The PL is based on a modular and extensible object-oriented architecture that allows incorporating additional functionality to the core library through external dynamically loadable modules or "plugins". In particular, the input/output system built into the PL fully relies on this plugin architecture, in such a way that the code for reading and writing data has been entirely extracted from the core of the library. This feature facilitates adding support to new file formats. The PL provides built-in routines to perform dihedral rotations, distance and derivative calculations and amino acid substitutions, among many others. The procedural API contains more than 300 base functions which can be accessed from C and C++, and from any scripting language supported by SWIG, such as Python and Perl. Plugins to calculate energy functions, simulate Monte Carlo sampling, evaluate secondary structure and solvent accessibility are already available. So far, the PL has been succesfully compiled and tested on PCs running Linux and Windows XP; however this library is not targeted at any specific computer platform or operating system.
In the figure below, a simplified diagram of the class hierarchy of the PL is shown. The basic classes are TAtom and TBond, used to represent atoms and covalent bonds, respectively. There is no limitation on the size and topology of the molecules that can be stored within a TMolecule object. Its descendant, TProtein, defines the class interface of the PL, by exposing methods to calculate dihedral rotations, inter atomic distances, etc. TProtein is used in turn to construct a list of protein objects, encapsulated inside the TProtList class. The plugin subsystem is based on the TPlugin class. An arbitrary number of plugins can be loaded in TPluginList. The procedural API provides access to all the class methods of TProtein, TProtList and TPluginList, by wrapping them within standard C functions.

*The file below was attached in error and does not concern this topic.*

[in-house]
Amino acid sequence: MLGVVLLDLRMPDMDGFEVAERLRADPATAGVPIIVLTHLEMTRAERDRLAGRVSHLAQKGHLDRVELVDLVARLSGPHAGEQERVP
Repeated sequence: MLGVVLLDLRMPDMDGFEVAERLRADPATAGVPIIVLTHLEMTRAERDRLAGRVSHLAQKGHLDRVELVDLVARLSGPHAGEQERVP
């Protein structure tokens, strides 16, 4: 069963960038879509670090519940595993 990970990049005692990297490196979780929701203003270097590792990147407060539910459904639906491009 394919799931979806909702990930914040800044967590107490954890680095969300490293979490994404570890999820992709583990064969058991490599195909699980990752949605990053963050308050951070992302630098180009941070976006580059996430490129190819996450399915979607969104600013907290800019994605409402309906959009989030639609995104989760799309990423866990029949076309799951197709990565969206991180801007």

The PL supports two types of plugins: calculation plugins and input/output plugin. The calculation plugins are intended to encapsulate any computation that requires the structure information stored within the PL. These plugins can access the class interface of the PL by holding a pointer to the list of protein objects (and so they have to be written in C++). Also, a calculation plugin has access to all the other calculation plugins because it also stores a pointer to the plugin list (see next diagram). Once a plugin is loaded within the PL, it remains in memory until is explicitly unloaded. PL assigns an integer index to each one of the calculation plugins, and they are identified in the procedural API by this index.
On the other hand, the IO plugins are loaded into memory only when reading/writing a structure/trajectory file. The name of the library file is passed to the member function in the TProtein object that is in charge of the reading/writing the data, together with the name of the file where the data will be read/written . The plugin is then loaded within the TProtein function, and the plugin functions are called in order to perform the elementary IO operations (reading atomic coordinates, for example). The next diagram represents the usage of the IO plugins: